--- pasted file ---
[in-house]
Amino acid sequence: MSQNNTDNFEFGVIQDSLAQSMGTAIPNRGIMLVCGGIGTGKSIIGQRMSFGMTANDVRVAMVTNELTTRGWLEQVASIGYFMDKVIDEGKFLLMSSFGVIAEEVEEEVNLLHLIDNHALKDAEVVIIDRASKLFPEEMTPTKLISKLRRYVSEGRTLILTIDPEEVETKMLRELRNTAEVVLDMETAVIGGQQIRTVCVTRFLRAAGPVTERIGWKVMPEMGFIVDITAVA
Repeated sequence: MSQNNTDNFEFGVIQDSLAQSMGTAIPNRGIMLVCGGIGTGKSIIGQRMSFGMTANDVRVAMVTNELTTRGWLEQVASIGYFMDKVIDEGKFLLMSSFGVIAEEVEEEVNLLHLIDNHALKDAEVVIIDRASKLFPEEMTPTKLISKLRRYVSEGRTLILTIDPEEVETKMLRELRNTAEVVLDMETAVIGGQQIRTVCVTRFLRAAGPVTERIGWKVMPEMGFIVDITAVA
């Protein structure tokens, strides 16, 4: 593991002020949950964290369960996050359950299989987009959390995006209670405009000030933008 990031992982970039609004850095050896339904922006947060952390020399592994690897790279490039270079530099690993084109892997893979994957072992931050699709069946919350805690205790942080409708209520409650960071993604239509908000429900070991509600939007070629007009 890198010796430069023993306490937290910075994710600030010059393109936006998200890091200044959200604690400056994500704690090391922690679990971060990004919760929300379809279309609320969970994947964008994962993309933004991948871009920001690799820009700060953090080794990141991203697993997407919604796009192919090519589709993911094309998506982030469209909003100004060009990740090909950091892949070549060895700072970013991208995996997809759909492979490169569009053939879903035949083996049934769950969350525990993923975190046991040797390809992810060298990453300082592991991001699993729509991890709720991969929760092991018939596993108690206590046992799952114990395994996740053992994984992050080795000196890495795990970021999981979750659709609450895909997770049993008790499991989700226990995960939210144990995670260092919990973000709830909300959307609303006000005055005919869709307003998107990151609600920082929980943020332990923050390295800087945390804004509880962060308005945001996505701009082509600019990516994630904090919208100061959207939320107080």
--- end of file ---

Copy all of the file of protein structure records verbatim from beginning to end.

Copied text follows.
[in-house]
Amino acid sequence: MSQNNTDNFEFGVIQDSLAQSMGTAIPNRGIMLVCGGIGTGKSIIGQRMSFGMTANDVRVAMVTNELTTRGWLEQVASIGYFMDKVIDEGKFLLMSSFGVIAEEVEEEVNLLHLIDNHALKDAEVVIIDRASKLFPEEMTPTKLISKLRRYVSEGRTLILTIDPEEVETKMLRELRNTAEVVLDMETAVIGGQQIRTVCVTRFLRAAGPVTERIGWKVMPEMGFIVDITAVA
Repeated sequence: MSQNNTDNFEFGVIQDSLAQSMGTAIPNRGIMLVCGGIGTGKSIIGQRMSFGMTANDVRVAMVTNELTTRGWLEQVASIGYFMDKVIDEGKFLLMSSFGVIAEEVEEEVNLLHLIDNHALKDAEVVIIDRASKLFPEEMTPTKLISKLRRYVSEGRTLILTIDPEEVETKMLRELRNTAEVVLDMETAVIGGQQIRTVCVTRFLRAAGPVTERIGWKVMPEMGFIVDITAVA
């Protein structure tokens, strides 16, 4: 593991002020949950964290369960996050359950299989987009959390995006209670405009000030933008 990031992982970039609004850095050896339904922006947060952390020399592994690897790279490039270079530099690993084109892997893979994957072992931050699709069946919350805690205790942080409708209520409650960071993604239509908000429900070991509600939007070629007009 890198010796430069023993306490937290910075994710600030010059393109936006998200890091200044959200604690400056994500704690090391922690679990971060990004919760929300379809279309609320969970994947964008994962993309933004991948871009920001690799820009700060953090080794990141991203697993997407919604796009192919090519589709993911094309998506982030469209909003100004060009990740090909950091892949070549060895700072970013991208995996997809759909492979490169569009053939879903035949083996049934769950969350525990993923975190046991040797390809992810060298990453300082592991991001699993729509991890709720991969929760092991018939596993108690206590046992799952114990395994996740053992994984992050080795000196890495795990970021999981979750659709609450895909997770049993008790499991989700226990995960939210144990995670260092919990973000709830909300959307609303006000005055005919869709307003998107990151609600920082929980943020332990923050390295800087945390804004509880962060308005945001996505701009082509600019990516994630904090919208100061959207939320107080």